Explosion, Fireball in Derailment That Sends Bakken Crude Oil Train Into W.Va. Waterway
'Back-to-back fiery derailments involving crude oil trains should be an unmistakable wake-up call to our political leaders.'
A train carrying Bakken crude from North Dakota derailed Monday afternoon in Fayette County, West Virginia, triggering an explosion and fire and sending at least one car into the Kanawha River.
According to a statement from the train company, CSX, the 109-car train was heading to Yorktown, Virginia when the derailment occurred. "At least one rail car appears to have ruptured and caught fire," according to the CSX statement.
The Associated Press, however, reported Monday evening that the derailment ignited at least 14 cars and sparked a house fire.
AP also released this raw footage of the derailment's aftermath:
One of the cars is reportedly leaking oil into the river.
No fatalities have been reported at this time.
Eyewitness Randy Fitzwater told West Virginia's MetroNews, "I heard this loud noise. It sounded like a jet airplane flying over my house real low ... and then I heard an explosion, and I looked out my window and across the river and I could see this big ball of flame. I thought a jet airplane had crashed."
David McClung told AP that he "felt the heat" of the accident from his home a half mile away from the scene. "It was a little scary. It was like an atomic bomb went off," he told the news agency.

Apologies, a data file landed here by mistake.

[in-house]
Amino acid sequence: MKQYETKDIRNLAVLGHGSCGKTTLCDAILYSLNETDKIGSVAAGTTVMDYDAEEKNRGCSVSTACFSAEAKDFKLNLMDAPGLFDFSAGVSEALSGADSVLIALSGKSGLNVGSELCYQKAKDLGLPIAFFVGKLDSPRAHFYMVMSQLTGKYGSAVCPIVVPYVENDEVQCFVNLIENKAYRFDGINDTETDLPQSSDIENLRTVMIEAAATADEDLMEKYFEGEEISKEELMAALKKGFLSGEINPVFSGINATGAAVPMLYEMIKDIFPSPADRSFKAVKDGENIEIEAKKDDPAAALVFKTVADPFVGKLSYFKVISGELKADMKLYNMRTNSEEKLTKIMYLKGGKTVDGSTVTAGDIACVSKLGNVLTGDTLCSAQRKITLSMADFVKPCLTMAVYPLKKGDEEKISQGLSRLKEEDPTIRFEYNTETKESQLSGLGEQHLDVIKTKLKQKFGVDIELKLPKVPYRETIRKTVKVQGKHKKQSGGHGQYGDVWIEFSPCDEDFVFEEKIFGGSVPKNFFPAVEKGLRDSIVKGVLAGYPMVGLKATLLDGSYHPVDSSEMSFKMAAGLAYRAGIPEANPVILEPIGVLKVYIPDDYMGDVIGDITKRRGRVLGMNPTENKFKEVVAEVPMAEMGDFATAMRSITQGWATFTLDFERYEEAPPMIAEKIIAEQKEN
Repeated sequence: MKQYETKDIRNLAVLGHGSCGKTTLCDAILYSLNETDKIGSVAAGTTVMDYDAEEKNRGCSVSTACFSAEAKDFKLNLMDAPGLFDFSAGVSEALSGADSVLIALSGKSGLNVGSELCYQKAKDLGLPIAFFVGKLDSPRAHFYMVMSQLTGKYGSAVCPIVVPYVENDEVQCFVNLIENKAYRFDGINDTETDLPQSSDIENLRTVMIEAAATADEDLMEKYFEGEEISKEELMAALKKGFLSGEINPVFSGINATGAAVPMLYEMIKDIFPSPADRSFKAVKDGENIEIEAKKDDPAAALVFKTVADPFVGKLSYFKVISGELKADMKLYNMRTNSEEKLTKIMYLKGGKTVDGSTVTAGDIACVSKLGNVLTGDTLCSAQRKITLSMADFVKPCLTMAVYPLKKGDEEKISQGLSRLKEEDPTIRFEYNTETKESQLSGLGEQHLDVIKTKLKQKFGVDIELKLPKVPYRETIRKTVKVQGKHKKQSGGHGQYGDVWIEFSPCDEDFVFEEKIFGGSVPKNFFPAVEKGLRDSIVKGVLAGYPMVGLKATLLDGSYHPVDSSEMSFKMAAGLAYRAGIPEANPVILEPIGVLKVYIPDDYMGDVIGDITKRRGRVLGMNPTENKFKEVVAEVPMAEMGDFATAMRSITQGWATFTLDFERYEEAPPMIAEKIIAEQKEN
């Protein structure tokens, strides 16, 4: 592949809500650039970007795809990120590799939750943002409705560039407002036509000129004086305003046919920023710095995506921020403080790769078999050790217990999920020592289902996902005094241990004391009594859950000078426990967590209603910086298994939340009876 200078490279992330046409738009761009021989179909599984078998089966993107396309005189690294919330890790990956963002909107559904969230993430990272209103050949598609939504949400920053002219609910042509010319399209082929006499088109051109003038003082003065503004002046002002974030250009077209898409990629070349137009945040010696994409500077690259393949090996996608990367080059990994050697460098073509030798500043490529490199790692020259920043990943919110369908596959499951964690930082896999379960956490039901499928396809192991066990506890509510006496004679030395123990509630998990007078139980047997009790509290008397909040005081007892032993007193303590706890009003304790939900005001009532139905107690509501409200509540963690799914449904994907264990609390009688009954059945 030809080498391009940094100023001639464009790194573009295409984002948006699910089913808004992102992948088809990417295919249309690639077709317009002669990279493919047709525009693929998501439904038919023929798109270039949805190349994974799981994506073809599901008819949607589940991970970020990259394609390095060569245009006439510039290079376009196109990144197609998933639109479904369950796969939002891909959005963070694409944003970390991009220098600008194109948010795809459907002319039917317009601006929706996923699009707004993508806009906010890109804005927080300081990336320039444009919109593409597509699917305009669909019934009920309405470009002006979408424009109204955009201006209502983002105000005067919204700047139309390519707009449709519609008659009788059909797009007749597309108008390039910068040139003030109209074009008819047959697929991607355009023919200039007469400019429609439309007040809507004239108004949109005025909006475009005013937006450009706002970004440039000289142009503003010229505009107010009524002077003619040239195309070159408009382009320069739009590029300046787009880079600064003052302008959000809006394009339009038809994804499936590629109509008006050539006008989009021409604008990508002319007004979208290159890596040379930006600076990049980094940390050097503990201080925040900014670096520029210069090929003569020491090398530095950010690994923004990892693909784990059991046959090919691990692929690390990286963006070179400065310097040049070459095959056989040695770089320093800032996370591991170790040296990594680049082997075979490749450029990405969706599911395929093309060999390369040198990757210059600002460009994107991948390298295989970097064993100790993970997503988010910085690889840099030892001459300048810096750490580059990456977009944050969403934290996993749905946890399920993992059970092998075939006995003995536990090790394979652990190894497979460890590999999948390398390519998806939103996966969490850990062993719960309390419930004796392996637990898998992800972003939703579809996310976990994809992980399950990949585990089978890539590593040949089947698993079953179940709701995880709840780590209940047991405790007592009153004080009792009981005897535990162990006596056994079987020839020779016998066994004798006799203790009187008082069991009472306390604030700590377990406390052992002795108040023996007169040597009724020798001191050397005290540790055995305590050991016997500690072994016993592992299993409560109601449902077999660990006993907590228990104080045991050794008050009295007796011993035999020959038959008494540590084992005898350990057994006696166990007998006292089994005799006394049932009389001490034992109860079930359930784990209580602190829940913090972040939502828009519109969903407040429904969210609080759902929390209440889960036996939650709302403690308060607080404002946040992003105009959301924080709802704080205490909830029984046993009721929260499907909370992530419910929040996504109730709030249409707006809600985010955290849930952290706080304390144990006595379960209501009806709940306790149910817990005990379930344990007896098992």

The West Virginia Gazette reports: "A train taking the same route last year derailed, causing an explosion in Lynchburg, Virginia."
The federal Pipeline and Hazardous Materials Safety Administration (PHMSA) issued a warning last year that crude from North Dakota's Bakke shale fields is "more flammable than traditional heavy crude oil."
The West Virginia incident comes on the heels of another fiery derailment of a train carrying crude over the weekend in Ontario, as well as mounting calls for stronger safety protections and regulations for the oil-by-rail industry.
"Back-to-back fiery derailments involving crude oil trains should be an unmistakable wake-up call to our political leaders: Stop these dangerous oil trains and stop them now," said Mollie Matteson, a senior scientist with the Center for Biological Diversity. "People’s lives are at stake, clean drinking water is at stake, and the well-being of towns and wildlife along thousands of miles of rail line are directly in harm’s way of this unchecked, reckless increase in oil transport by rail."
This video uploaded to YouTube by Storyful Editor shows the flames right after the derailment: